Saturday, 15 July 2017

Myles Joseph McGrane (1904-1977)

My third great grandparents, Myles McGrane and Margaret Doyle, had at least twelve children, seven of whom survived childhood and got married. Six had children of their own and all six named a son in honour of their father:

  • Myles Byrne (1873-1928), first son of Francis Byrne and Margaret McGrane (my great-granduncle);
  • Myles McGrane (1888-1892), first son of Francis McGrane and his first wife Margaret Byrne;
  • Myles Joseph McGrane (1904-1977), first son of Francis McGrane and his second wife Mary Fay;
  • Myles O’Daly (1882-1968), second son of Richard Daly and Sarah Jane McGrane;
  • Myles Jackson (1892-1897), fourth son of Benjamin Jackson and Mary Anne McGrane;
  • Myles McDonnell (1899-1918), second son of Peter McDonnell and Catherine McGrane;
  • Myles Vickers (1900-1970), second son of James Vickers and Alice McGrane.

In a previous post, I shared photographs of Myles Byrne and his wife Elizabeth, as displayed on their Memorial Card. And, Myles Vickers’ bizarre involvement in a court case in Dublin has also been discussed. So today, I’d like to tell you a little about Myles Joseph McGrane, the son of Francis McGrane with his second wife Mary Fay.

According to the register of his birth, Myles Joseph was born at 25 Lower Jane Place, Dublin, on 26 February 1904. He grew up in a large family of five older half-siblings, Elizabeth, Francis, Maggie, Maryanne and Thomas and two younger brothers, James and Michael. 

Still a boy, Myles took part in the Irish War of Independence. Some years ago, the medals awarded to him, for his part in the struggle, came up for sale at an auction in Dublin, and a photograph of them appeared in an online catalogue.

Black and Tan Medal, Survivors Medal,
‘Irish Independence’ medals awarded to Myles Joseph McGrane

  • In 1941, Myles was awarded the Service Medal 1917-21’ (first on the left), better known as the ‘Black and Tan medal’ due to the colour of the ribbon. Myles’ medal featured the additional ‘Comrac’ bar, indicating that, despite his youth, Myles was an armed member of the Old-IRA. The ‘Comrac’ bar was only added to the medals of those who actively participated in armed service, during the War of Independence.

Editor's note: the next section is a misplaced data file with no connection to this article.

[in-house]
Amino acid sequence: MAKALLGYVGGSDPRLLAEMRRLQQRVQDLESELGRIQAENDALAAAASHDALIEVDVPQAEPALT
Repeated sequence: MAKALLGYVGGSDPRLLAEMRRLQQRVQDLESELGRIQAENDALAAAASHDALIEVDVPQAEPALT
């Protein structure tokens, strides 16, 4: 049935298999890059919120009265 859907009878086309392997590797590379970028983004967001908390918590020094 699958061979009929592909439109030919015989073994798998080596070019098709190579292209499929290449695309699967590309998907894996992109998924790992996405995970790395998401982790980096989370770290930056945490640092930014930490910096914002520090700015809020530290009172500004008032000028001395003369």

• In 1971, to mark the fiftieth anniversary of the end of the War of Independence, the Department of Defence issued the ‘Truce Commemorative Medal’. This became better known as the Survivors Medal as it was issued to surviving veterans of the War of Independence, who had already received the Black and Tan medal. 
  • Myles was also awarded the ‘Na Fianna Eireann Golden Jubilee Medal’ (far right in the photograph), which was issued in 1959, to commemorate the fiftieth anniversary of The Fianna. The Fianna was an Irish nationalist youth organisation.

After Independence was granted, when Myles was just eighteen years old, he became a sergeant in the Irish Free State Army, thus siding with Michael Collins on the Treaty side of the Irish civil war.

Myles McGrane, Irish Army Census, 1922, Gormanston, Co. Meath
(Click on image to enlarge) 

He attested at Gormanston in Co. Meath in September 1922. He was stationed there, with the Second Eastern Division, when the Irish Army census was taken that November. He still lived with his parents at the time, at their home in Upper Oriel St, Dublin, and he named his mother, Mrs Mary McGrane, as his next-of-kin.

After the civil war, when things quietened down in Dublin, Myles became a motor driver. On 26 September 1928, he married Ellen (Nellie) Fairclough, from Clonliffe Gardens, Dublin and they raised their family at Ellenfield Road in Whitehall. Sadly, Myles and Nellie lost a seven-year-old son, Gerrard, to measles in June 1942.

Myles died, aged seventy-four years, on 28 June 1977. His wife died ten years later, on 26 February 1987. The couple share a grave at St Fintan’s Cemetery, in Sutton, Co. Dublin.

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© Black Raven Genealogy

Saturday, 1 July 2017

Traditional Irish Naming Customs – a McGrane Case Study

Irish Naming Patterns

Families across Ireland often adhered to a specific naming convention when it came to choosing names for their children. These naming practices endured from at least the end of the eighteenth century until well into the twentieth century, and are often used by genealogists today, when searching for their ancestors' unknown lineages. In fact, traditional Irish naming customs are sometimes considered the place to start, especially if there’s little to go on.

Traditional Irish Naming Customs